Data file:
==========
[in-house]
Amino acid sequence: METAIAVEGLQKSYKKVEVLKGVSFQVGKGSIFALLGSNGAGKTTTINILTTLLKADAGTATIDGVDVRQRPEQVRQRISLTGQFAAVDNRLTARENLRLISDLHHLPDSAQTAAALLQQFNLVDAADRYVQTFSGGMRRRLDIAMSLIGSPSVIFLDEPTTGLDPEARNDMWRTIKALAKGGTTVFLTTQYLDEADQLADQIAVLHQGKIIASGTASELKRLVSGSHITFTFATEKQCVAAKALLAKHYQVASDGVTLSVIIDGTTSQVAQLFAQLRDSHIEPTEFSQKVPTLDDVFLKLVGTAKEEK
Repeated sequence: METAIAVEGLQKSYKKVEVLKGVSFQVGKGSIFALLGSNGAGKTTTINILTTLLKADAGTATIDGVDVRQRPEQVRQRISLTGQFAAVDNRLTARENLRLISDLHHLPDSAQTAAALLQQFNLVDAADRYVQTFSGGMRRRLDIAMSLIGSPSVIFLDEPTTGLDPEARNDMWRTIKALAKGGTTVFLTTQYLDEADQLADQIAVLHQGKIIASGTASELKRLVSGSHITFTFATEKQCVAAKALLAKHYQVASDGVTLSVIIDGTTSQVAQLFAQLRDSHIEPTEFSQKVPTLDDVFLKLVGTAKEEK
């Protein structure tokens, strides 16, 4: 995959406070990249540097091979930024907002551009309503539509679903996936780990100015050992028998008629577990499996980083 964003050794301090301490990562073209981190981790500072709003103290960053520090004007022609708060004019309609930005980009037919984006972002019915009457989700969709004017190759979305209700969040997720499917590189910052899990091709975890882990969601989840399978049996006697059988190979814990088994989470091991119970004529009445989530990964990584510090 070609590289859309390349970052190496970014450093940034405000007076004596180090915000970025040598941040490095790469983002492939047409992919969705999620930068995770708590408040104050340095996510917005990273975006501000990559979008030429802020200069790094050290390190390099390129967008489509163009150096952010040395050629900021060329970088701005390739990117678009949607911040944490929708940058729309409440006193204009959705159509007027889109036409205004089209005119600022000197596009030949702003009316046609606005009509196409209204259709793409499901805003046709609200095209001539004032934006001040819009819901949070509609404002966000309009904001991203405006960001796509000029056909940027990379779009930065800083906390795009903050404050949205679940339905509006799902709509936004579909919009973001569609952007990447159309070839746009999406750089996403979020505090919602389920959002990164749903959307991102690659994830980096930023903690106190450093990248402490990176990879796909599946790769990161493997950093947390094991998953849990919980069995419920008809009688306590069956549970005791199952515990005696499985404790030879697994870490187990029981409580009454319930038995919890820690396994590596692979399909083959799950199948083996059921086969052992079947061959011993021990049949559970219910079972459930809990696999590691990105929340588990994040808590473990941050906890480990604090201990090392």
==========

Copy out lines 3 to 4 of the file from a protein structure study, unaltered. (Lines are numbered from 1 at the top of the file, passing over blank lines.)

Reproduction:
Repeated sequence: METAIAVEGLQKSYKKVEVLKGVSFQVGKGSIFALLGSNGAGKTTTINILTTLLKADAGTATIDGVDVRQRPEQVRQRISLTGQFAAVDNRLTARENLRLISDLHHLPDSAQTAAALLQQFNLVDAADRYVQTFSGGMRRRLDIAMSLIGSPSVIFLDEPTTGLDPEARNDMWRTIKALAKGGTTVFLTTQYLDEADQLADQIAVLHQGKIIASGTASELKRLVSGSHITFTFATEKQCVAAKALLAKHYQVASDGVTLSVIIDGTTSQVAQLFAQLRDSHIEPTEFSQKVPTLDDVFLKLVGTAKEEK
């Protein structure tokens, strides 16, 4: 995959406070990249540097091979930024907002551009309503539509679903996936780990100015050992028998008629577990499996980083 964003050794301090301490990562073209981190981790500072709003103290960053520090004007022609708060004019309609930005980009037919984006972002019915009457989700969709004017190759979305209700969040997720499917590189910052899990091709975890882990969601989840399978049996006697059988190979814990088994989470091991119970004529009445989530990964990584510090 070609590289859309390349970052190496970014450093940034405000007076004596180090915000970025040598941040490095790469983002492939047409992919969705999620930068995770708590408040104050340095996510917005990273975006501000990559979008030429802020200069790094050290390190390099390129967008489509163009150096952010040395050629900021060329970088701005390739990117678009949607911040944490929708940058729309409440006193204009959705159509007027889109036409205004089209005119600022000197596009030949702003009316046609606005009509196409209204259709793409499901805003046709609200095209001539004032934006001040819009819901949070509609404002966000309009904001991203405006960001796509000029056909940027990379779009930065800083906390795009903050404050949205679940339905509006799902709509936004579909919009973001569609952007990447159309070839746009999406750089996403979020505090919602389920959002990164749903959307991102690659994830980096930023903690106190450093990248402490990176990879796909599946790769990161493997950093947390094991998953849990919980069995419920008809009688306590069956549970005791199952515990005696499985404790030879697994870490187990029981409580009454319930038995919890820690396994590596692979399909083959799950199948083996059921086969052992079947061959011993021990049949559970219910079972459930809990696999590691990105929340588990994040808590473990941050906890480990604090201990090392």